Yale graduate, blogger, entrepreneur and author Kathryn Finney believed that her prior business accomplishments and experience would help her advance in the tech industry. She later realized that would not be the case.
Finney started blogging in 2003 as The Budget Fashionista to share advice she learned on her way to becoming fashionably frugal. The blog’s success later led Finney to a book deal with Random House and media appearances on the Today show, among others.
As Finney ventured deeper into the tech ecosystem, she faced unexpected challenges. After joining a tech incubator in 2007, she experienced an onset of preconceived notions and prejudices that some people in the technology industry had against women and minorities.
[pullquote align=”right”]Her experience with racial and gender bias led Finney to create digitalundivided, a social enterprise that aims to bridge the digital information gap for women and minorities through programs, projects and initiatives.[/pullquote]Finney recalls, “There were about 40 different folks involved [in this incubator I was a part of] … and only three [were] women,” Finney explains. “And not only was I one of the only women, I was the only black person. I was the only person of color outside of an Asian person … It was a very isolated community.” The experience led her to consider the unsettling reality that other women of color pursuing the same opportunities in tech were likely facing the same dilemma.
Her experience with racial and gender bias led Finney to create digitalundivided, a social enterprise that aims to bridge the digital information gap for women and minorities through programs, projects and initiatives.
“We have a series of events that we do, as well as a series of initiatives,” Finney says. “Our most well-known event is FOCUS100, which is held the first week in October in New York City. It’s for companies founded or co-founded by black women in tech companies, VCs, angel investors, corporate entities and other folks who are just interested in the future of tech. We also produce a series called START that takes place in cities all around the country… START is a pipeline event to get folks into the tech pipeline and to start thinking about tech as a business and creating tech-enabled businesses.“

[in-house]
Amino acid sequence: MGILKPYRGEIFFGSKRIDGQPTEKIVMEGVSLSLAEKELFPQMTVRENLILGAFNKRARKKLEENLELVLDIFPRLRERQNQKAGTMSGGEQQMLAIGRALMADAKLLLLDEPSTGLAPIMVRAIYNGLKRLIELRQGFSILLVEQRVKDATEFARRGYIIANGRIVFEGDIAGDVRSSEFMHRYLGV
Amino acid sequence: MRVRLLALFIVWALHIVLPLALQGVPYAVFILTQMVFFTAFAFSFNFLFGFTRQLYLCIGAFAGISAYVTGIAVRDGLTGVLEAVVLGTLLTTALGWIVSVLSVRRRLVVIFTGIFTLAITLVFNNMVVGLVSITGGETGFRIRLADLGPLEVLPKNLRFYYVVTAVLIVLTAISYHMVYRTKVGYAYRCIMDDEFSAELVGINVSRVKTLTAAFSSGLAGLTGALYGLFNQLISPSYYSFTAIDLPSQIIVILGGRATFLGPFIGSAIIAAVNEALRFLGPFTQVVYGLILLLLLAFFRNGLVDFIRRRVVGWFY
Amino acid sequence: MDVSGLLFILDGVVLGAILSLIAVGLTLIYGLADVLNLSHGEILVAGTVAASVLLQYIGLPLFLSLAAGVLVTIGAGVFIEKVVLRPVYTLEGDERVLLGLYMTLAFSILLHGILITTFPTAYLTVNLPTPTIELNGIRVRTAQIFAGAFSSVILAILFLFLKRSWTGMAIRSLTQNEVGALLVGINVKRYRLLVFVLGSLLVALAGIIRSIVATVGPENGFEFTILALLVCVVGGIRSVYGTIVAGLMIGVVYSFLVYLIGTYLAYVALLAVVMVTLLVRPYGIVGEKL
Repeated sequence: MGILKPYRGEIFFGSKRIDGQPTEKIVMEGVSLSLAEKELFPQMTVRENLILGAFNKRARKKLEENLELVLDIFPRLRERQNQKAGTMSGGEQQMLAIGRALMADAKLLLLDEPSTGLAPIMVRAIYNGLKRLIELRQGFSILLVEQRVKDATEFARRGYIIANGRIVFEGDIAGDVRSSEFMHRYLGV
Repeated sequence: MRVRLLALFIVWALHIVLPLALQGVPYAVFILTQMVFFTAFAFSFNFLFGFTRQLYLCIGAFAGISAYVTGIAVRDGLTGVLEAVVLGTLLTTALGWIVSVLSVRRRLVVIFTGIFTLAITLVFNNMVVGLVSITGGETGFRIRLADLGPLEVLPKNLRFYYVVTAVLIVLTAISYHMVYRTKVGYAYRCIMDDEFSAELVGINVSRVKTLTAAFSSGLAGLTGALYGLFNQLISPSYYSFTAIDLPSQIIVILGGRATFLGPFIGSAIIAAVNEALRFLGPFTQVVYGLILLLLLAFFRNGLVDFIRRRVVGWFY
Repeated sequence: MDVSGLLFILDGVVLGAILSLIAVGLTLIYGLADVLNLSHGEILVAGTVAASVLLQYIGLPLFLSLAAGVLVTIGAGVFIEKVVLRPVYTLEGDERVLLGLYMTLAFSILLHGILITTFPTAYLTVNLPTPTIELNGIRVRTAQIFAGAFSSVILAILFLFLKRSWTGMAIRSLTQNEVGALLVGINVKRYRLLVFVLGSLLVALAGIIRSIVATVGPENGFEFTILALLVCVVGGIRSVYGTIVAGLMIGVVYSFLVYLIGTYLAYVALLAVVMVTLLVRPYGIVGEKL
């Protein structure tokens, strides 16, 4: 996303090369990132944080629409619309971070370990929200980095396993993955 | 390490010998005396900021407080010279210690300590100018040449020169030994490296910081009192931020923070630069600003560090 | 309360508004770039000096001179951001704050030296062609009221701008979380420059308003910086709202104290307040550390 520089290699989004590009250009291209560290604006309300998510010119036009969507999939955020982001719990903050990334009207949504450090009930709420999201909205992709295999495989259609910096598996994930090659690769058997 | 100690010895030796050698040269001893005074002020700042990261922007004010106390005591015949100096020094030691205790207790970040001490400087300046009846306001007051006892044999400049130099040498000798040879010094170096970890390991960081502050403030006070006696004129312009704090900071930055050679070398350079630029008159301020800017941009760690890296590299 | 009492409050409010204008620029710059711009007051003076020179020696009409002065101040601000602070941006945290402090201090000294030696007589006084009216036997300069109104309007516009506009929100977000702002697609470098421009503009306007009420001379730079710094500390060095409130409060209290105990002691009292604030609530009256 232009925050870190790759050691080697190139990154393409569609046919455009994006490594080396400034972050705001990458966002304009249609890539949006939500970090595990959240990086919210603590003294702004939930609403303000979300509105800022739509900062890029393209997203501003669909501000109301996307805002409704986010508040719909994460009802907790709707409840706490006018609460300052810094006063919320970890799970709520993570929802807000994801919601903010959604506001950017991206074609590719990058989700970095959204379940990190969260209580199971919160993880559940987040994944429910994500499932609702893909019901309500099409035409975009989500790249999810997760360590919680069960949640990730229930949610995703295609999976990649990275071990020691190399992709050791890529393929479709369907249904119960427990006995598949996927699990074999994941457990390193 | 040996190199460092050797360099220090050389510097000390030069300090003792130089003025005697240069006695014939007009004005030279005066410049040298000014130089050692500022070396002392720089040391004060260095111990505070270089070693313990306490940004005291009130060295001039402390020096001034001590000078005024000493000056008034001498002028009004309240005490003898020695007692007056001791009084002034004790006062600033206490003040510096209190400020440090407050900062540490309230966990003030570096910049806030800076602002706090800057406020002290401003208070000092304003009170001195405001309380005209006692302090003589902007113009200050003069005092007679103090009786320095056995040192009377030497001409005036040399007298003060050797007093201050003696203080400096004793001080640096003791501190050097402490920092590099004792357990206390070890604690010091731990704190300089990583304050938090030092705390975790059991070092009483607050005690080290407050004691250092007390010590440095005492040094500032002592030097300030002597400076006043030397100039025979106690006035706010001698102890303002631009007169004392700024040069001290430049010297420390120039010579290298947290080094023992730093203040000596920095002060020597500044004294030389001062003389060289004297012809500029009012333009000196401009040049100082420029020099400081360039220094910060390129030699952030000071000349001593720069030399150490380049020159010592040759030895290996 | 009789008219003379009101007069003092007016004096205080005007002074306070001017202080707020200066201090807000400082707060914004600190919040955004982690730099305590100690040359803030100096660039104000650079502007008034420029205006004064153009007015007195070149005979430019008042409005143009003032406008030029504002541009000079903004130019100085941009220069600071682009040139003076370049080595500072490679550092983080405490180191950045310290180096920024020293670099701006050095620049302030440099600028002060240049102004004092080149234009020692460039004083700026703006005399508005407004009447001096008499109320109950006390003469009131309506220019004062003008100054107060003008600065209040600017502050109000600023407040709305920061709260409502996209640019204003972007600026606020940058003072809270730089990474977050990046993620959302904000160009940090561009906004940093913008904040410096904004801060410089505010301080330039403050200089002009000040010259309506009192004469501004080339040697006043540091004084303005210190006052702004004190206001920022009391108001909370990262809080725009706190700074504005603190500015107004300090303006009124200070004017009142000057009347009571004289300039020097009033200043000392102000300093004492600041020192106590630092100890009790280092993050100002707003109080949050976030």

Learn how Kathryn Finney aims to leverage her personal experiences with racial and gender bias to make the road easier for women and minorities entering the tech ecosystem.
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How I Got Started
I’ve been in the tech field for a while, on the media side as the creator of one of the first style blogs called The Budget Fashionista that I created in 2003.
I participated in an incubator and really encountered quite a number of challenges that had nothing to do with my skill set or my idea. I realized if someone like myself (who has this background and did all of these great things, from schooling to having created something before) was tackling these sorts of challenges, I wondered what was happening to other women and minorities, particularly in the tech space.
I realized if someone like myself (who has this background and did all of these great things…) was tackling these sorts of challenges, I wondered what was happening to other women and minorities, particularly in the tech space.
So the idea to create digitalundivided, a social enterprise focused on increasing the number of black and latino women in the digital space, had been mulling in my head for a while.
In early 2012 I came on to BlogHer as editor-at-large, and BlogHer is a huge organization that represents millions of women bloggers. I started getting really involved with them and I participated in their March 2012 entrepreneur conference. As a result, I got the idea to do something similar — centered around black women, but for the minority community at large. That’s where the idea for digitalundivided, and the FOCUS100 technology conferences came from. We started off as a conference and it really gelled into a business quite rapidly.
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